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Study of retired jockeys highlights the importance of mental health support Image

Study of retired jockeys highlights the importance of mental health support

Thursday, 9 January 2020

 

A study of retired jockeys published in late 2019 has highlighted the importance of increased mental health support for riders.

As part of The Jockey Study , funded by the Racing Foundation, this paper was co-authored by Oxford University’s Botnar Research Centre and the British Horseracing Authority (BHA) and found that retired jockeys are over 2.5 times as likely to suffer from anxiety or depression, as well as being over six times as likely to suffer from osteoporosis and/or osteoarthritis compared to the general population. (Full findings are available here>.)

Plans to increase mental health support for riders were announced yesterday following a successful joint bid to the Racing Foundation by the Jockeys Education and Training Scheme (JETS), Professional Jockeys Association (PJA) and Injured Jockeys Fund (IJF). A new cross-industry working group for mental health comprised of the PJA, IJF and BHA will also be formed in 2020.

There is significant ongoing work to improve the strength, fitness and physical wellbeing of riders. These include the provision of nutritional advice and support through Liverpool John Moores University and the PJA nutrition team, access to strength and conditioning facilities and physiotherapists through the IJF and ongoing research projects into spinal injury, concussion and bone health to better understand the physical impact of a riding career.

Dr Jerry Hill, Chief Medical Adviser of the BHA, said:
 
There have been considerable efforts in recent years to improve both the mental and physical wellbeing of riders, and the findings of the report published today both validates that work and reminds us we should always be striving to do more.
 
The efforts of the PJA, JETS and the IJF has over a number of years created a mental health support network which is as comprehensive as in any racing jurisdiction, and the news of increased funding from the Racing Foundation for further work is extremely positive.
 
There have also been considerable cross-industry efforts to improve the nutrition, strength and training of riders and the situation now is unrecognisable in terms of how jockeys are treated and are treating themselves as elite athletes.
 
The important work of the PJA, IJF, Liverpool John Moores University and others across racing will ensure we continue to improve in this area and support our riders to be stronger, fitter and healthier than ever before
.”
 
Dr Julia Newton, Principal Investigator, University of Oxford, said:
 
Understanding the impact of a career in professional racing later in life is key to developing interventions and support for new and current jockeys. We now understand that bone health in jockeys is negatively affected throughout their careers, both as newly licensed jockeys and in retirement.
 
The increased frequency of painful joint arthritis in retirement will help further inform how the racing industry can reduce and manage injury during jockey careers. The findings on mental health add to the increasing evidence in this area which is already being addressed by further work supported by the Racing Foundation and the racing industry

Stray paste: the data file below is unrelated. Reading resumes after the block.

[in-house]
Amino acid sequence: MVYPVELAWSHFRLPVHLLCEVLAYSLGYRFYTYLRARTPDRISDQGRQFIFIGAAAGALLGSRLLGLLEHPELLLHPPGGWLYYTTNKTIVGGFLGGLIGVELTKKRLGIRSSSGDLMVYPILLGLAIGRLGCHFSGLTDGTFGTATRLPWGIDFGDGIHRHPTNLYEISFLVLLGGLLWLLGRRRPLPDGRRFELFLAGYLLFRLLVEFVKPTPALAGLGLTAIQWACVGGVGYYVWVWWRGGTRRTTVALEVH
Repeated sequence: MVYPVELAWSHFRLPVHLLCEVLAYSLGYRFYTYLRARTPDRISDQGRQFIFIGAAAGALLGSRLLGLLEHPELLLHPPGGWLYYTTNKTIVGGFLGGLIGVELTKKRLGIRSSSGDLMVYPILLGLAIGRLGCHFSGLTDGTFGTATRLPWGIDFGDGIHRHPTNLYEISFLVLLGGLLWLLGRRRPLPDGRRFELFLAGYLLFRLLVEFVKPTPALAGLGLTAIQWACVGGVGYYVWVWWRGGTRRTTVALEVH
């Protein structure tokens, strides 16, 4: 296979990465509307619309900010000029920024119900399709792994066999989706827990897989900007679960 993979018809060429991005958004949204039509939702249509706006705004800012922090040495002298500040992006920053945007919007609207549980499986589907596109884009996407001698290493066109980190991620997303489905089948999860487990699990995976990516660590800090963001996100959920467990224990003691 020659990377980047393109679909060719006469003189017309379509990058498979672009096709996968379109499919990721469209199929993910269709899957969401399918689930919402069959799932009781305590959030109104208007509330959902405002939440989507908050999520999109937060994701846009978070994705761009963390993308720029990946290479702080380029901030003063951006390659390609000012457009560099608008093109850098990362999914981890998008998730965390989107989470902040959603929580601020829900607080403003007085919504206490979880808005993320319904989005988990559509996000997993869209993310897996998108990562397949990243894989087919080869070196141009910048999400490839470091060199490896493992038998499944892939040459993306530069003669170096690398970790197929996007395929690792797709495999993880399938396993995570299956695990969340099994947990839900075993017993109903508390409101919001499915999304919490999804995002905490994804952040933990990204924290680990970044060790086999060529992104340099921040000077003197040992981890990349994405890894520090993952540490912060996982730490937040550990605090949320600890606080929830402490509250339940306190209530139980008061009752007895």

.”
 
Existing mental health support
 

The PJA, together with the JETS and the IJF and with support from the Racing Foundation, has been working for a number of years to improve the provision of mental health education, training and support for riders.

 
Some of the initiatives and support services on offer currently include:

  • Mental resilience training
  • Mental health training through leading charity Sporting Chance
  • Free access to qualified sports psychologists
  • Assistance with stays in rehabilitation facilities when necessary
  • Confidential 24-hour helpline
  • A range of talking therapies
  • Jockey Matters films to promote and highlight support available and increase awareness

With the result that over 100 riders have received support paid for by the PJA. This work has made a significant difference and reflects the support offered by player bodies in sports such as cricket, rugby and football.

Further research on the mental health of all racing industry participants which has been funded by the Racing Foundation and led by Racing Welfare was completed last year.  The findings and recommendations are currently being discussed by industry stakeholders to ensure current mental health provision and support services are targeted and new services are implemented for everyone who works in British racing.

Efforts to increase physical health and wellbeing amongst riders
 
Considerable cross-industry efforts have been ongoing for several years to ensure jockeys are treated as elite athletes with the lifestyles, support, education and fitness to match.
 
Recent examples of some of the ongoing work in this area include:

  • Research projects into spinal injury, concussion and bone health
  • Nutrition advice and support available through Liverpool John Moores University and PJA nutrition team
  • Increased provision of physiotherapists at all fixtures
  • Strength and conditioning training and provision through the Injured Jockeys Fund
  • Weighing room nutrition and wellbeing education campaign

This work is in part motivated by a desire to ensure the historical lifestyle choices of riders are not repeated and to minimize the risk of current riders facing similar health issues in later life by taking a preventative, proactive approach.
 


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